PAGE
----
Every year, Pope Francis digs into the Catholic church’s centuries-old treasure trove of religious art and chooses an image for the front of his Christmas card.
The image has all the usual hallmarks of a modern-day nativity scene ― shepherds, angels, animals, and the Virgin Mary. But take a closer look and you’ll realize that there’s something a little odd about this Christmas tableau.
There are two baby Jesuses ― one held by Mary and another held by a midwife sitting underneath her.
According to the National Catholic Register, this 1313 fresco unique in that it uses two little children to represent Jesus, whom Christians believe is the son of God. The Catholic site reports that Giotto painted Jesus twice to illustrate two sides of his nature ― the human and the divine.
The two midwives at Mary’s feet are embracing and supporting one of the babies. A representative for the church’s convent, Enzo Fortunato, said in a statement that this emphasizes the idea that Jesus is not a stranger to the world, but “part of the humanity to which we belong,” according to an NCR translation.
Both babies are wrapped tightly in swaddling clothes, which Fortunato said recalls the need to “alleviate the suffering of others.”
It’s also significant that the fresco is located at Assisi, the same town where the pope’s namesake, Saint Francis of Assisi, was born. Fortunato told Ansa that Pope Francis chose the painting from Assisi because “St. Francis was the one who invented the Nativity scene.”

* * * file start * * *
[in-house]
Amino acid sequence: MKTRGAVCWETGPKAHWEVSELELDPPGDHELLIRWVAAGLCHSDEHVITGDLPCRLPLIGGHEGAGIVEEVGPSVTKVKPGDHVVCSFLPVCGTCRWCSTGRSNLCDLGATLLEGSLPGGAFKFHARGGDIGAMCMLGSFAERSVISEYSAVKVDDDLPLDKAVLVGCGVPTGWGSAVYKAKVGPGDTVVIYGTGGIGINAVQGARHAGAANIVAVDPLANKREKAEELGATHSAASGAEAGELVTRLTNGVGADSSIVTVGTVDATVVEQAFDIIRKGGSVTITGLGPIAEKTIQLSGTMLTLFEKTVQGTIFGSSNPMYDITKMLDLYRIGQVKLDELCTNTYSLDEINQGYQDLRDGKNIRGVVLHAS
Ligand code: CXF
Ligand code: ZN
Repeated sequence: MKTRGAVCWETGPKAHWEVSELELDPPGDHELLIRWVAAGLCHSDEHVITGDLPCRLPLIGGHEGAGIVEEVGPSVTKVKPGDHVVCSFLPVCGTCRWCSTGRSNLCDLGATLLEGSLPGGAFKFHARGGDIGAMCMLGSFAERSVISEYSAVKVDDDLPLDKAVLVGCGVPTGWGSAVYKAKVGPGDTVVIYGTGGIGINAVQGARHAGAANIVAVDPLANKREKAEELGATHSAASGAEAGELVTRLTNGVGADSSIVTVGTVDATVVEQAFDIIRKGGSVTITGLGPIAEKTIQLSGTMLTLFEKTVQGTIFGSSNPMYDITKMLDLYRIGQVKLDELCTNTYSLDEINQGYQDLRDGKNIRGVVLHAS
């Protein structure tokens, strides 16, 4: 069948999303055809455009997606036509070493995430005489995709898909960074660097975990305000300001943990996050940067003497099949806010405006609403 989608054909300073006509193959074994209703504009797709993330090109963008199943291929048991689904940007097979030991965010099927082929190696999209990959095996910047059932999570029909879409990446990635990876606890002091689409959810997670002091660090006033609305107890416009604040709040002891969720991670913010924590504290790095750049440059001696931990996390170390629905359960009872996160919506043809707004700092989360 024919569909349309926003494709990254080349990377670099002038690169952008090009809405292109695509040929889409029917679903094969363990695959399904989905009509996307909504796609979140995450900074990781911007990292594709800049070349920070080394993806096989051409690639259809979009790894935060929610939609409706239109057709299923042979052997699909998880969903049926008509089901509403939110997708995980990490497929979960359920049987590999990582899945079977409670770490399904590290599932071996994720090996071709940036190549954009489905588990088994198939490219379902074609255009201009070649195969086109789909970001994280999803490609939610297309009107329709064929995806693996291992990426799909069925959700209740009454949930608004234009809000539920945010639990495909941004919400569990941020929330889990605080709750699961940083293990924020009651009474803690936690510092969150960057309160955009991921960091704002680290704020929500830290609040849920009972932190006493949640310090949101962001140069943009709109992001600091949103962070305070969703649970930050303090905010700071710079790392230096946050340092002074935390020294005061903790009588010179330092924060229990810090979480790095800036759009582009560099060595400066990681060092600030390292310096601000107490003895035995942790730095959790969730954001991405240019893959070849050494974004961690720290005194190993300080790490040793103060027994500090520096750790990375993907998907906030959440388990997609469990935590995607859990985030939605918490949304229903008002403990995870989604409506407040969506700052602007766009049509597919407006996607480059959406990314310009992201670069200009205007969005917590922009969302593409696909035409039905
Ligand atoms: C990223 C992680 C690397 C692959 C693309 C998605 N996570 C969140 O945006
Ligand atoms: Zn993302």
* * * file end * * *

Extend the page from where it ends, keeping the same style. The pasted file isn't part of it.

In fact, according to an early biography, St. Francis of Assisi staged the very first nativity scene in 1223, as a way to share the message of Christmas with his neighbors. Catholic worship services were only said in Latin during that time, which most laypeople didn’t understand. So St. Francis set up a manger with hay and live animals, and invited people to come take a look while he shared the story of Jesus’ birth.
Fortunata suggested that the nativity practice started by St. Francis was part of the saint’s vision to reach all levels of society ― the rich and poor, literate and illiterate.
In the end, Giotto’s Nativity isn’t a surprising art choice for Pope Francis ― a leader who has made it his mission to find ways to reach out to the margins of his church.